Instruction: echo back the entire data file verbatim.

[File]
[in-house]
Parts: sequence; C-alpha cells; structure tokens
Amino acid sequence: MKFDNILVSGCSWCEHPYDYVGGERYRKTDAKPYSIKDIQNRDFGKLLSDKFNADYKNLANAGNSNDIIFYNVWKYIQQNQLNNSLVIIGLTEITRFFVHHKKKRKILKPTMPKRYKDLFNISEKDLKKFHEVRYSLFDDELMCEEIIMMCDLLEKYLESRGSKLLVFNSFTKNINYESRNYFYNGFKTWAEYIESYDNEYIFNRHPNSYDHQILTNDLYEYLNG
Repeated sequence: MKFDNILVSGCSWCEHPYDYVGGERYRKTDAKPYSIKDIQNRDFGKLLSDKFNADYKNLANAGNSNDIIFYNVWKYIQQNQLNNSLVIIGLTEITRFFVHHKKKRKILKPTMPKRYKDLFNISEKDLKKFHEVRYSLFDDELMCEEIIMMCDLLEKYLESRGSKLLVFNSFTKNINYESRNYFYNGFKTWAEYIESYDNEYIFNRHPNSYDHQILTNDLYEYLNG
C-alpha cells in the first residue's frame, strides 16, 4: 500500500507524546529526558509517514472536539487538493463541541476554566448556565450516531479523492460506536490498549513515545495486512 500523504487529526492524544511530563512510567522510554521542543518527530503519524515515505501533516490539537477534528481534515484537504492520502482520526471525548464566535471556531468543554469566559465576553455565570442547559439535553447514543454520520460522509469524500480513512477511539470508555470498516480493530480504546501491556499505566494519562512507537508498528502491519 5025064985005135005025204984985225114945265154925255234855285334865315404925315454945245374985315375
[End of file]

[in-house]
Parts: sequence; C-alpha cells; structure tokens
Amino acid sequence: MKFDNILVSGCSWCEHPYDYVGGERYRKTDAKPYSIKDIQNRDFGKLLSDKFNADYKNLANAGNSNDIIFYNVWKYIQQNQLNNSLVIIGLTEITRFFVHHKKKRKILKPTMPKRYKDLFNISEKDLKKFHEVRYSLFDDELMCEEIIMMCDLLEKYLESRGSKLLVFNSFTKNINYESRNYFYNGFKTWAEYIESYDNEYIFNRHPNSYDHQILTNDLYEYLNG
Repeated sequence: MKFDNILVSGCSWCEHPYDYVGGERYRKTDAKPYSIKDIQNRDFGKLLSDKFNADYKNLANAGNSNDIIFYNVWKYIQQNQLNNSLVIIGLTEITRFFVHHKKKRKILKPTMPKRYKDLFNISEKDLKKFHEVRYSLFDDELMCEEIIMMCDLLEKYLESRGSKLLVFNSFTKNINYESRNYFYNGFKTWAEYIESYDNEYIFNRHPNSYDHQILTNDLYEYLNG
C-alpha cells in the first residue's frame, strides 16, 4: 500500500507524546529526558509517514472536539487538493463541541476554566448556565450516531479523492460506536490498549513515545495486512 500523504487529526492524544511530563512510567522510554521542543518527530503519524515515505501533516490539537477534528481534515484537504492520502482520526471525548464566535471556531468543554469566559465576553455565570442547559439535553447514543454520520460522509469524500480513512477511539470508555470498516480493530480504546501491556499505566494519562512507537508498528502491519 5025064985005135005025204984985225114945265154925255234855285334865315404925315454945245374985315375